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Britain, Netherlands go to polls first as a divided Europe votes on EU's future

Britain's Prime Minister and leader of the Conservative Party David Cameron and his wife Samantha pause to pose for photographers and television cameras as they leave after casting their votes at a polling station in central London, Thursday, May 22, 2014. Voters in 28 countries on Thursday begin choosing the next European Parliament and helping determine the EU's future leaders and course. Around 400 million Europeans are eligible to take part in what is termed the world's largest cross-border exercise in representative democracy. (AP Photo/Matt Dunham)

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Britain's Prime Minister and leader of the Conservative Party David Cameron and his wife Samantha pause to pose for photographers and television cameras as they leave after casting their votes at a polling station in central London, Thursday, May 22, 2014. Voters in 28 countries on Thursday begin choosing the next European Parliament and helping determine the EU's future leaders and course. Around 400 million Europeans are eligible to take part in what is termed the world's largest cross-border exercise in representative democracy. (AP Photo/Matt Dunham)

LONDON - Voting began Thursday in Britain and the Netherlands for European Parliament elections in which Euroskeptic parties stand to be the likely beneficiaries of a disillusioned and apathetic electorate.

Some 400 million Europeans are eligible to vote, with national polls being held Thursday through Sunday. Results will be announced late Sunday.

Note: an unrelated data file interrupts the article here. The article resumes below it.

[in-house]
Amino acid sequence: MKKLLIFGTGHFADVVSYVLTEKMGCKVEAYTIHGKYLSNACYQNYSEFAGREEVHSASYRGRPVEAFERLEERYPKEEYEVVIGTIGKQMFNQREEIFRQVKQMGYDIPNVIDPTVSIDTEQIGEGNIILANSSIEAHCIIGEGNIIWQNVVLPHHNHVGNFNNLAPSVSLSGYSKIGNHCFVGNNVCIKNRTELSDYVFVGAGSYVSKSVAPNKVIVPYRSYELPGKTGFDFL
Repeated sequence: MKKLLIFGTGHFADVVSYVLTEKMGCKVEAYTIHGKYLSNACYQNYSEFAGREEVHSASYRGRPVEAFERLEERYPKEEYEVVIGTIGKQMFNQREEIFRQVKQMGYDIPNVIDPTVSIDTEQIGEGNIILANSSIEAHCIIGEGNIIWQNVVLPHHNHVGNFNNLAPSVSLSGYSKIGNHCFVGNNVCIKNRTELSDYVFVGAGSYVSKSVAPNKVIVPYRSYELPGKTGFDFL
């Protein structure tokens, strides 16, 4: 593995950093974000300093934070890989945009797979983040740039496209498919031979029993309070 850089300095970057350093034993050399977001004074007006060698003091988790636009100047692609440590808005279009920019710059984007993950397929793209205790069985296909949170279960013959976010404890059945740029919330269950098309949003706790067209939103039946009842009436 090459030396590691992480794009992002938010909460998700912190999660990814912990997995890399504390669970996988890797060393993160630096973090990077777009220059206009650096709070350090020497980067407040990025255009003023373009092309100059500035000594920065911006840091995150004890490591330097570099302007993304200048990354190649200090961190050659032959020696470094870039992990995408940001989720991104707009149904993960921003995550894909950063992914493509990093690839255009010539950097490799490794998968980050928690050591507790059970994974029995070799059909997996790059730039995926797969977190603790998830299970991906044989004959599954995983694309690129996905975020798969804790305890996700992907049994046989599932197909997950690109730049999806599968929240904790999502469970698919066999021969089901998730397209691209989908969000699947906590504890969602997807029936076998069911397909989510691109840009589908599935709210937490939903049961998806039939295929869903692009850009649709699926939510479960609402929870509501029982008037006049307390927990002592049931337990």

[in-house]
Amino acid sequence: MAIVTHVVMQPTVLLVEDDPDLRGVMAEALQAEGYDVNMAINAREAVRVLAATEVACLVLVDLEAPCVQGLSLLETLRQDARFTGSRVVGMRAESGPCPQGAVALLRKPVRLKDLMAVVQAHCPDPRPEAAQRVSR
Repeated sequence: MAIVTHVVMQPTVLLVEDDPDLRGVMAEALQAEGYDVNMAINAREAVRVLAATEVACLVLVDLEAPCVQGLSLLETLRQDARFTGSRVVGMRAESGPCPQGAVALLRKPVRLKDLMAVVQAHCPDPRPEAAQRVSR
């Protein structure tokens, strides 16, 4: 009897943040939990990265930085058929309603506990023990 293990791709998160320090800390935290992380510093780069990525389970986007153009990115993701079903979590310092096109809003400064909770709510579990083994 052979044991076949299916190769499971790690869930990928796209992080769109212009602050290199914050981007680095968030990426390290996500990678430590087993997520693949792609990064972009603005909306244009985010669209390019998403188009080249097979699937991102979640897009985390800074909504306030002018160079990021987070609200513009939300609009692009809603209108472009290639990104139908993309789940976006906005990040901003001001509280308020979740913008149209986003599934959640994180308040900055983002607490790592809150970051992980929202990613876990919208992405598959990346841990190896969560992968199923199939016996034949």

More than 16,000 candidates from 953 parties or lists — from greens to feminists to the far-right — are vying for the legislature's 751 seats.

Continent-wide voter turnout was 43 per cent at the last election in 2009 but could slump even lower this time. Many voters are weary after several years of economic crisis and austerity, and increasingly skeptical of efforts to unite the continent into an economic and political superpower.

In Britain, the anti-EU U.K. Independence Party could gain the largest share of votes.

"If we get what we like things will never be quite the same again," said its leader, Nigel Farage, as he prepared to vote at a school near his southern England home.

Prominent Euroskeptic Geert Wilders, leader of the Dutch Party for Freedom, voted early Thursday at a school in a residential neighbourhood on the outskirts of The Hague. He said "a vote for my party is a vote for national sovereignty, for less immigration, for less Brussels."

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